Why women with early stage breast cancer don’t complete their chemotherapy treatment?
Breast cancer is a leading cause of cancer death among US women. For women with early stage breast cancer (stages I and II), completing chemotherapy after surgery can increase survival. Despite this proven benefit, some women do not complete their chemotherapy treatment. To find out what factors influenced women to stop treatment early, we looked at a group of breast cancer patients who had taken part in a study that evaluated the effect of patient-assistance programs on disparities in care and looked to see which factors were associated with not completing chemotherapy.
Women with a new early-stage breast cancer who underwent surgery at eight New York City hospitals during October 2006 – September 2009 participated. 374 women completed a baseline survey and a 6 month follow-up survey.
From this group, 198 started chemotherapy after their surgery (see Figure 1). We found that 13 women (7%) did not complete their chemotherapy treatments. To identify which factors were associated with chemotherapy completion, we compared women who completed chemotherapy to those who did not complete chemotherapy looking at features like demographics (e.g. age, sex), clinical characteristics (e.g. tumor type, tumor size), and beliefs about chemotherapy and healthcare in general. These results are in Table 1.
Though under-treatment rates were low overall, we found that the majority of women who did not complete their chemotherapy treatments were black, unmarried, had poor body image, and/or reported low levels of emotional support. Surprisingly, neither side effects, finances, nor tumor characteristics differed between the two groups. When we analyzed all the factors together to see which were most important (where some balance the others out), only poor body image and race were associated with incomplete treatment.
This study shows that even in a best case scenario where all the women in a clinical trial received information regarding patient assistance programs, racial disparities and noncompletion of chemotherapy treatment remains a problem. Importantly, black women who reported high levels of emotional social support were more likely to complete treatment than those who did not, indicating there may be interventions that could enable others to complete their therapy. In our study, the unmarried women were also more likely to be black, have Medicaid, and have lower social support (practical and emotional). Thus, race and marriage might actually just be markers of deeper social issues that impact a woman’s decision to complete chemotherapy. These findings reveal that even among a group of women who were provided information about cancer treatment and assistance programs, an individual’s social connection affects her ability to complete treatment.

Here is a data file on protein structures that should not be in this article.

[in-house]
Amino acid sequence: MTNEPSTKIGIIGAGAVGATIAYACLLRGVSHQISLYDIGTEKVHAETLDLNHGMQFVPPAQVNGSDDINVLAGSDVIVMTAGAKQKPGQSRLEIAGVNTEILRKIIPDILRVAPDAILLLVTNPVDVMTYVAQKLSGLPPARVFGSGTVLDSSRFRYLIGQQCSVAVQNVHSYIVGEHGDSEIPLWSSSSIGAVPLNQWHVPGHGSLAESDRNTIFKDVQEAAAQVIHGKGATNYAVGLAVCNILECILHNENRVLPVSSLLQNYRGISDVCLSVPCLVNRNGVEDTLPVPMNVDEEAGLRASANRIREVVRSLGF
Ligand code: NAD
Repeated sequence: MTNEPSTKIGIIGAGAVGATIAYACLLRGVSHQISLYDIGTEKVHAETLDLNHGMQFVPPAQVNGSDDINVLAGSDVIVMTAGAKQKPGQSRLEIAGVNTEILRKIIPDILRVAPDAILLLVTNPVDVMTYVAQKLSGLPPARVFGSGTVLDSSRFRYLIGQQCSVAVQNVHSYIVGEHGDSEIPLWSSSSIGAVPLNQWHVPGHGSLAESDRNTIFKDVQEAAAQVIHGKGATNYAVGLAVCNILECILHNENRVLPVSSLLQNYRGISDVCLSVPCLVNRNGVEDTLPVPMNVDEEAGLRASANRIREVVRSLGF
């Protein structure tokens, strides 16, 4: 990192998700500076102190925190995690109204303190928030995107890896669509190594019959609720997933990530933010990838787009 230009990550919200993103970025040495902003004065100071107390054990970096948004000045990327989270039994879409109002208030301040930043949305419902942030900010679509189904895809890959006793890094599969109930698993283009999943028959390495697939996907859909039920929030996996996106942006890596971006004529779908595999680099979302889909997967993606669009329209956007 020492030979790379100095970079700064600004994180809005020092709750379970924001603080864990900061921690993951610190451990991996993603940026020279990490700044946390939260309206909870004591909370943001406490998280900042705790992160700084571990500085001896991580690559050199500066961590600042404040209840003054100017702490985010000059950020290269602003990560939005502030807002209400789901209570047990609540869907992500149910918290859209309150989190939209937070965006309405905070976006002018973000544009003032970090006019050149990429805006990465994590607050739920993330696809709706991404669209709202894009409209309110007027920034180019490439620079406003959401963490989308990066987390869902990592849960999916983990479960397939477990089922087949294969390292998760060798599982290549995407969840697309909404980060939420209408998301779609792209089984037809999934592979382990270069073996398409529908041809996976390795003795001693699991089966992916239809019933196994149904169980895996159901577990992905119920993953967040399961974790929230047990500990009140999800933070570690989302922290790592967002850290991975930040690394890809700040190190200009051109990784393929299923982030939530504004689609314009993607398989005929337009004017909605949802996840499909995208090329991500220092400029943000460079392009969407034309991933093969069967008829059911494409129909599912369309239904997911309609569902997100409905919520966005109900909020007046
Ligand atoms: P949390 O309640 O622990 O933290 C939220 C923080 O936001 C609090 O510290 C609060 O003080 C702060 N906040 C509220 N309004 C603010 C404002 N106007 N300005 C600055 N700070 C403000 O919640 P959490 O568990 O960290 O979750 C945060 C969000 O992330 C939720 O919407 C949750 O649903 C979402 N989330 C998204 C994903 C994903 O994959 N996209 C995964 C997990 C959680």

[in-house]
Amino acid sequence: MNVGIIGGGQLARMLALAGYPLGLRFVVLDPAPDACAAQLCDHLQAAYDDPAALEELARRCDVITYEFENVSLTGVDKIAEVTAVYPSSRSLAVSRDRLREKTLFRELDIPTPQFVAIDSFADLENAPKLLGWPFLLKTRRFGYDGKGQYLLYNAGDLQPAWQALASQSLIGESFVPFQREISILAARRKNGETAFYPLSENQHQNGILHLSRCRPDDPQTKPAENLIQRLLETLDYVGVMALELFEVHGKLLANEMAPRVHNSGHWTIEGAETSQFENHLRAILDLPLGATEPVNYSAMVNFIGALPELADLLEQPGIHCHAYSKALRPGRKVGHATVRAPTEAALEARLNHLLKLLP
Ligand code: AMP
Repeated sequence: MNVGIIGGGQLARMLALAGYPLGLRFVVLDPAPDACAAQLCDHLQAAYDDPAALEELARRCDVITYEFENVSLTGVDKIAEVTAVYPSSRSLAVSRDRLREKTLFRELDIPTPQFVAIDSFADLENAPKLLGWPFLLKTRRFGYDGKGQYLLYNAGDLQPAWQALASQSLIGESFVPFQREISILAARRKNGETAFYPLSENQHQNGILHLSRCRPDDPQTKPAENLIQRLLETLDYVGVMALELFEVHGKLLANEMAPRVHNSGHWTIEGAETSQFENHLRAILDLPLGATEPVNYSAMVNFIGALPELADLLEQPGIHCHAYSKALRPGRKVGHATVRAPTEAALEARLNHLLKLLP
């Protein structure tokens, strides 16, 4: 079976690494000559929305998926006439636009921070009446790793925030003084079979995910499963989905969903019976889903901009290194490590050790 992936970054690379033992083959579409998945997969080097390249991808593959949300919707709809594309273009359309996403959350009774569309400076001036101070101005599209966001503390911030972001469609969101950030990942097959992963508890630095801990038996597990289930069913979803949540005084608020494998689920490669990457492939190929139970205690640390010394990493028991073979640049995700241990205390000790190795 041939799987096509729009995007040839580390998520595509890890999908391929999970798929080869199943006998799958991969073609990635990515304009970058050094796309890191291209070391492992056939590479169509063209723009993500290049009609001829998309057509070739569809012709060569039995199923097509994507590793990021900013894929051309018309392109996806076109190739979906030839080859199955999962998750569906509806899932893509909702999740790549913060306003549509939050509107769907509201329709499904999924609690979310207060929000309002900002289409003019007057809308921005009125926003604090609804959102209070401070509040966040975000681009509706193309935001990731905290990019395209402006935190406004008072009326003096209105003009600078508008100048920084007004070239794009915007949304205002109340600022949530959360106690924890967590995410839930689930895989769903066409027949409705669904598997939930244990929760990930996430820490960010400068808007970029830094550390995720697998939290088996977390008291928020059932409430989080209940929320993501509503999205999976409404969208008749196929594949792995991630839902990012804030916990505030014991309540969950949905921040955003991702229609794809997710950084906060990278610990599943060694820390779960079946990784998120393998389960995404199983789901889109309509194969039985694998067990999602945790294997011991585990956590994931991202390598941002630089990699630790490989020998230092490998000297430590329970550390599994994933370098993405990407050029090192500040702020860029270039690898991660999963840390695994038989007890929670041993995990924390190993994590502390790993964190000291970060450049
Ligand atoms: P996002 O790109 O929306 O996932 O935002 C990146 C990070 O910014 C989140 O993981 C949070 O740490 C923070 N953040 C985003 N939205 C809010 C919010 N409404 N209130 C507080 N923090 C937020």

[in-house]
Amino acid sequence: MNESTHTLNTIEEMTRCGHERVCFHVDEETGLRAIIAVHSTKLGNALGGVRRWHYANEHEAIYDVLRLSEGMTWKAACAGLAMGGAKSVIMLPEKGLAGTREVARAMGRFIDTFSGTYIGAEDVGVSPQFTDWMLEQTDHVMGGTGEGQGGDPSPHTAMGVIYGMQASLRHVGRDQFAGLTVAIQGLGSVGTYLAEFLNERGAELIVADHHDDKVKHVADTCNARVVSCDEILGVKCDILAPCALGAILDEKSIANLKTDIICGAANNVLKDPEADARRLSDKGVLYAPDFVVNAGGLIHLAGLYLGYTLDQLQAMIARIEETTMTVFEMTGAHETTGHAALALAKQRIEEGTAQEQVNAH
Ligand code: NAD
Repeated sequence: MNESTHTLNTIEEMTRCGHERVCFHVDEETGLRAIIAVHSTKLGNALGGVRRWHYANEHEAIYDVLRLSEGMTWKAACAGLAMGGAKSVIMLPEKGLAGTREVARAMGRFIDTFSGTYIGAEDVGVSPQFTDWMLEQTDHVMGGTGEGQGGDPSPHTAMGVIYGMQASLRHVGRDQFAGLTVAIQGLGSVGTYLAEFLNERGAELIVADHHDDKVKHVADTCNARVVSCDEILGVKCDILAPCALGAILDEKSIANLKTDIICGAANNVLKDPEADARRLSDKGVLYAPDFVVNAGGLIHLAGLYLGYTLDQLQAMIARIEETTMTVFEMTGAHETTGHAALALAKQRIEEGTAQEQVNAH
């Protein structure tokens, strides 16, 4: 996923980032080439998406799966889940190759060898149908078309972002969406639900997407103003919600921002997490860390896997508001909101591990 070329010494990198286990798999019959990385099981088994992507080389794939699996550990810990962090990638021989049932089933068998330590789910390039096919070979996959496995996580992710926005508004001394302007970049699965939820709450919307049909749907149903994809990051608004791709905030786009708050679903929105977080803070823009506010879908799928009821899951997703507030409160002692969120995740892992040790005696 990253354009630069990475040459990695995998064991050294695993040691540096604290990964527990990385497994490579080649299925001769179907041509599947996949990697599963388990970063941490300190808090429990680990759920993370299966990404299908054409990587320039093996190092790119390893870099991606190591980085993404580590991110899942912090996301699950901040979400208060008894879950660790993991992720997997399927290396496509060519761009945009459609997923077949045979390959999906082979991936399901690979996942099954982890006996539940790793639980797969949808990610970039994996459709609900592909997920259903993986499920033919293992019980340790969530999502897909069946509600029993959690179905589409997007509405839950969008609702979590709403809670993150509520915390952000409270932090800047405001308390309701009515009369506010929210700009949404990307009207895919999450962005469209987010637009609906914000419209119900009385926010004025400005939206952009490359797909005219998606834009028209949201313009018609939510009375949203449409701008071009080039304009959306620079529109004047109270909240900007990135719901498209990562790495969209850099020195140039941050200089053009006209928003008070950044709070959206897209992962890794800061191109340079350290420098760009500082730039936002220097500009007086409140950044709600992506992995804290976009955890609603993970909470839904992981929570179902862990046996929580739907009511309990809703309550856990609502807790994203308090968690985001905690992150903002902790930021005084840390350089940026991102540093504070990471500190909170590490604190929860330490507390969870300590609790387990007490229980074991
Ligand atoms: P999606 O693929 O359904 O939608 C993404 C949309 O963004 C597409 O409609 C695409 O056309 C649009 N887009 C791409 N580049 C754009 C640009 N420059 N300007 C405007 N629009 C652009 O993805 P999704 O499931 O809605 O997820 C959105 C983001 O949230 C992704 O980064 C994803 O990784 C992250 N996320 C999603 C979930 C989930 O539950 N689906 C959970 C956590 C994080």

We also found a large proportion (56%) of the women in our study reported poor body image related to their cancer treatment. Women with poor body image were less likely to complete chemotherapy treatments regardless of the extent of surgery or whether they had breast reconstruction.
In summary, for women with early stage breast cancer undergoing surgery followed by chemotherapy, counseling or psychosocial programs that address issues surrounding social support and body image may offer opportunities to intervene and increase the likelihood that a woman will complete her chemotherapy treatments.
Sylvia A Reyes 1, Tari A King 1, Kezhen Fei 2, Rebeca Franco 2, Nina Bickell 2
1Breast Service, Department of Surgery, Memorial Sloan Kettering Cancer Center, New York, NY
2Department of Population Health Science & Policy,
Center for Health Equity and Community Engaged Research,
Icahn School of Medicine at Mount Sinai, New York, NY
Factors Affecting the Completion of Adjuvant Chemotherapy in Early-Stage Breast Cancer.
Reyes SA, King TA, Fei K, Franco R, Bickell NA
Ann Surg Oncol. 2016 May